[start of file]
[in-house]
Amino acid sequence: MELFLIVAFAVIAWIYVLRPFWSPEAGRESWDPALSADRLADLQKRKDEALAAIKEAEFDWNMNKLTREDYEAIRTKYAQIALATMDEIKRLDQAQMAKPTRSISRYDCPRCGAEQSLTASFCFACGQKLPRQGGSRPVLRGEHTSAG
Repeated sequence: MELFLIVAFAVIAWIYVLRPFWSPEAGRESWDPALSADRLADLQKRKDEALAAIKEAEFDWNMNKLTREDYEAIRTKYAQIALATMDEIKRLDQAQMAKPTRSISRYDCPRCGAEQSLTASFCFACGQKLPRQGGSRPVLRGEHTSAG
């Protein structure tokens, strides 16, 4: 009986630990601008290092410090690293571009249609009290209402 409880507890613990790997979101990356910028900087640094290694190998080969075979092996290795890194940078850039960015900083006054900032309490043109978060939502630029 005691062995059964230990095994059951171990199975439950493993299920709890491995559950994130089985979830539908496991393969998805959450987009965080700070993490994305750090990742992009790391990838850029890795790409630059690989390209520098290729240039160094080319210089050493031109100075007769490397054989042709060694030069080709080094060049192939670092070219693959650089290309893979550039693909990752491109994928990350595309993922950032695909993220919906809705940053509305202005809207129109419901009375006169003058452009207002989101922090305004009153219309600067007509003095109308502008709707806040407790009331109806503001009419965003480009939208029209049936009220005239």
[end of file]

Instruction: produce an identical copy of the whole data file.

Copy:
[in-house]
Amino acid sequence: MELFLIVAFAVIAWIYVLRPFWSPEAGRESWDPALSADRLADLQKRKDEALAAIKEAEFDWNMNKLTREDYEAIRTKYAQIALATMDEIKRLDQAQMAKPTRSISRYDCPRCGAEQSLTASFCFACGQKLPRQGGSRPVLRGEHTSAG
Repeated sequence: MELFLIVAFAVIAWIYVLRPFWSPEAGRESWDPALSADRLADLQKRKDEALAAIKEAEFDWNMNKLTREDYEAIRTKYAQIALATMDEIKRLDQAQMAKPTRSISRYDCPRCGAEQSLTASFCFACGQKLPRQGGSRPVLRGEHTSAG
């Protein structure tokens, strides 16, 4: 009986630990601008290092410090690293571009249609009290209402 409880507890613990790997979101990356910028900087640094290694190998080969075979092996290795890194940078850039960015900083006054900032309490043109978060939502630029 005691062995059964230990095994059951171990199975439950493993299920709890491995559950994130089985979830539908496991393969998805959450987009965080700070993490994305750090990742992009790391990838850029890795790409630059690989390209520098290729240039160094080319210089050493031109100075007769490397054989042709060694030069080709080094060049192939670092070219693959650089290309893979550039693909990752491109994928990350595309993922950032695909993220919906809705940053509305202005809207129109419901009375006169003058452009207002989101922090305004009153219309600067007509003095109308502008709707806040407790009331109806503001009419965003480009939208029209049936009220005239």